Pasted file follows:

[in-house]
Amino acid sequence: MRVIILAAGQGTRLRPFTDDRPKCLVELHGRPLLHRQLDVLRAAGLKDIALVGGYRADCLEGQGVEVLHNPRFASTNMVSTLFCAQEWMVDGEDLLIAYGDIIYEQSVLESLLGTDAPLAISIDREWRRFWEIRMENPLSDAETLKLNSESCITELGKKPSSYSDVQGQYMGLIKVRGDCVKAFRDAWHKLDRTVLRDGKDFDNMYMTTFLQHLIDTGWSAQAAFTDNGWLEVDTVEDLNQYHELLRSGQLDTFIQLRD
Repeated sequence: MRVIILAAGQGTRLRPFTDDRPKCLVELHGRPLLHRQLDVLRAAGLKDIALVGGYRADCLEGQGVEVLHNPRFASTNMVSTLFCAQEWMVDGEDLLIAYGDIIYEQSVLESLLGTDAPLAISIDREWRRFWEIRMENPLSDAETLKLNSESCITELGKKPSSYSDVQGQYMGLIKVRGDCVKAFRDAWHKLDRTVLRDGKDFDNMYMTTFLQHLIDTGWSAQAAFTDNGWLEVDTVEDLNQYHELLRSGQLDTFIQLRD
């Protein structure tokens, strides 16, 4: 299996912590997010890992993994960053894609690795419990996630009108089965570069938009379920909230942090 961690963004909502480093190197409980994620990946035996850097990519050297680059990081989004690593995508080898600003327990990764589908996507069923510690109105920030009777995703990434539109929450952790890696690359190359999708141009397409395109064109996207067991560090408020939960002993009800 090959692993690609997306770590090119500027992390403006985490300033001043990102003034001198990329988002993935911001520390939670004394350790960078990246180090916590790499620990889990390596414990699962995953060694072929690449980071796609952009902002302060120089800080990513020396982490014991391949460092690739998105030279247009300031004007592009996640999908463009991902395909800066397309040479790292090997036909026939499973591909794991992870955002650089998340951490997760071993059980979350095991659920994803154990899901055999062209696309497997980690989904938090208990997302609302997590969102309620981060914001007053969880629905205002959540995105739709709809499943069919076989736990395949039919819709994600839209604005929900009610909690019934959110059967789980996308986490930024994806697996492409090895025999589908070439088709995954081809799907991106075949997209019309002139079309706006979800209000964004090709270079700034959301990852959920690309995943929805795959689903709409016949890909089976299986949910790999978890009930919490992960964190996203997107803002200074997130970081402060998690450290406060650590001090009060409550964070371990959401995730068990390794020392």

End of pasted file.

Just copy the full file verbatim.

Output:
[in-house]
Amino acid sequence: MRVIILAAGQGTRLRPFTDDRPKCLVELHGRPLLHRQLDVLRAAGLKDIALVGGYRADCLEGQGVEVLHNPRFASTNMVSTLFCAQEWMVDGEDLLIAYGDIIYEQSVLESLLGTDAPLAISIDREWRRFWEIRMENPLSDAETLKLNSESCITELGKKPSSYSDVQGQYMGLIKVRGDCVKAFRDAWHKLDRTVLRDGKDFDNMYMTTFLQHLIDTGWSAQAAFTDNGWLEVDTVEDLNQYHELLRSGQLDTFIQLRD
Repeated sequence: MRVIILAAGQGTRLRPFTDDRPKCLVELHGRPLLHRQLDVLRAAGLKDIALVGGYRADCLEGQGVEVLHNPRFASTNMVSTLFCAQEWMVDGEDLLIAYGDIIYEQSVLESLLGTDAPLAISIDREWRRFWEIRMENPLSDAETLKLNSESCITELGKKPSSYSDVQGQYMGLIKVRGDCVKAFRDAWHKLDRTVLRDGKDFDNMYMTTFLQHLIDTGWSAQAAFTDNGWLEVDTVEDLNQYHELLRSGQLDTFIQLRD
């Protein structure tokens, strides 16, 4: 299996912590997010890992993994960053894609690795419990996630009108089965570069938009379920909230942090 961690963004909502480093190197409980994620990946035996850097990519050297680059990081989004690593995508080898600003327990990764589908996507069923510690109105920030009777995703990434539109929450952790890696690359190359999708141009397409395109064109996207067991560090408020939960002993009800 090959692993690609997306770590090119500027992390403006985490300033001043990102003034001198990329988002993935911001520390939670004394350790960078990246180090916590790499620990889990390596414990699962995953060694072929690449980071796609952009902002302060120089800080990513020396982490014991391949460092690739998105030279247009300031004007592009996640999908463009991902395909800066397309040479790292090997036909026939499973591909794991992870955002650089998340951490997760071993059980979350095991659920994803154990899901055999062209696309497997980690989904938090208990997302609302997590969102309620981060914001007053969880629905205002959540995105739709709809499943069919076989736990395949039919819709994600839209604005929900009610909690019934959110059967789980996308986490930024994806697996492409090895025999589908070439088709995954081809799907991106075949997209019309002139079309706006979800209000964004090709270079700034959301990852959920690309995943929805795959689903709409016949890909089976299986949910790999978890009930919490992960964190996203997107803002200074997130970081402060998690450290406060650590001090009060409550964070371990959401995730068990390794020392």